New research from road safety charity Brake has highlighted the significant proportion of UK motorists that fail to properly assess the dangers of travelling on icy roads.
Overall, seven in ten (71 per cent) drivers surveyed by the charity this month were unable to correctly state the impact of ice on stopping distances for vehicles – 11 per cent believed it to double, one-third felt that it is up to four times as long, and 27 per cent thought it is five times.
In reality, ice on the roads can increase stopping distances by up to ten times the norm.
Meanwhile, the report also revealed that 61 per cent of respondents believe other drivers do not leave enough space when travelling in adverse weather and 54 per cent think that other motorists drive too quickly when faced with snow and ice.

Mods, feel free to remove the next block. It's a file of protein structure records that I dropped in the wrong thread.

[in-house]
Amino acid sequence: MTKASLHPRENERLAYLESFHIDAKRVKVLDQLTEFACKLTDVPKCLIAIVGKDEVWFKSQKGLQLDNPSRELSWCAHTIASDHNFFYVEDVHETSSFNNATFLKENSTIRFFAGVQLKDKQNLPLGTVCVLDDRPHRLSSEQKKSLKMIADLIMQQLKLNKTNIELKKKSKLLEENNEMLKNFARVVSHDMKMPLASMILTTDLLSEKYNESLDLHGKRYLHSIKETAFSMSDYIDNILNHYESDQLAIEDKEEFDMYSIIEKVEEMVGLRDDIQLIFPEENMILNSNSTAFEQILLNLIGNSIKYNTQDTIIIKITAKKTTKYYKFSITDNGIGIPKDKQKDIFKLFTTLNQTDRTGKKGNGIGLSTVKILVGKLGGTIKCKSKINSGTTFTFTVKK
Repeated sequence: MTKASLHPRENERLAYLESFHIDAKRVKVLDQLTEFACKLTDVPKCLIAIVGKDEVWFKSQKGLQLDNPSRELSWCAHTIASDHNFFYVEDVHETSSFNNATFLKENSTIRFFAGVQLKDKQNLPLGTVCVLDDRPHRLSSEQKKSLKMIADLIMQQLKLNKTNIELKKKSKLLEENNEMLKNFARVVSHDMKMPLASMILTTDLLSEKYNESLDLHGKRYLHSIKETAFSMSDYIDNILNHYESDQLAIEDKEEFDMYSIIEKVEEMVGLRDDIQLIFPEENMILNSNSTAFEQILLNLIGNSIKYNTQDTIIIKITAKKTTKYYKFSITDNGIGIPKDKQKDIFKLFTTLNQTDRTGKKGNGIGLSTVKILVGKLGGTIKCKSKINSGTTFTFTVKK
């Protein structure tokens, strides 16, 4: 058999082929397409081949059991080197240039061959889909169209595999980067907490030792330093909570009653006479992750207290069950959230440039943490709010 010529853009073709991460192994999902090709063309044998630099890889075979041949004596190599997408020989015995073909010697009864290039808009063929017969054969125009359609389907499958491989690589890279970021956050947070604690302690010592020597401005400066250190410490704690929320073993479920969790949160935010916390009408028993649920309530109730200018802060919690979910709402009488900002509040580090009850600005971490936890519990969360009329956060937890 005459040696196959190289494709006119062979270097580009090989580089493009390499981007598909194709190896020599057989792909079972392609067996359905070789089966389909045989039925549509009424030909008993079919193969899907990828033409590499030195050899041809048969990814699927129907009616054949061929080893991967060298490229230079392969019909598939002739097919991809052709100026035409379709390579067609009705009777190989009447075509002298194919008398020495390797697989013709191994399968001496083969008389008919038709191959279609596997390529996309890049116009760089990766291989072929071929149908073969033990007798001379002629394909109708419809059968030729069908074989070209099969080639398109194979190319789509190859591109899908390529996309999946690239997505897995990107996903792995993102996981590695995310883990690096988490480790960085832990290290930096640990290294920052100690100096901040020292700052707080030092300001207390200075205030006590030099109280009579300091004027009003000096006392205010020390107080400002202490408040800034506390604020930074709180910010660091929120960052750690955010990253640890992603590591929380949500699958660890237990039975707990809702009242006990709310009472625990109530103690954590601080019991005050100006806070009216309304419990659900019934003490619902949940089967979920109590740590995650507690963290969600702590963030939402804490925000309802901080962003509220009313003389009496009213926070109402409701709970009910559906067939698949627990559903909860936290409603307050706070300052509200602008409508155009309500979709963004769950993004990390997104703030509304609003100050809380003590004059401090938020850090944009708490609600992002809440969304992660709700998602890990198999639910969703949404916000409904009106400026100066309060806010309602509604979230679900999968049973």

Campaigns and communications director for Brake Gary Rae commented: "Ice, snow, heavy rain and fog make driving incredibly risky; stopping distances double in wet weather and can increase up to ten-fold in ice and snow.
"If snow is forecast, we urge people to think about whether their journey is necessary, but if you get caught out driving in bad weather the critical thing is to slow right down and keep your distance."
Defensive driving practices are among the best means for ensuring motorists stay safe during adverse weather. This entails road users focusing on matching their speed to the conditions they face and always having the ability to come to a complete stop in the distance that is visible in front of them.
Posted on 12th January 2016
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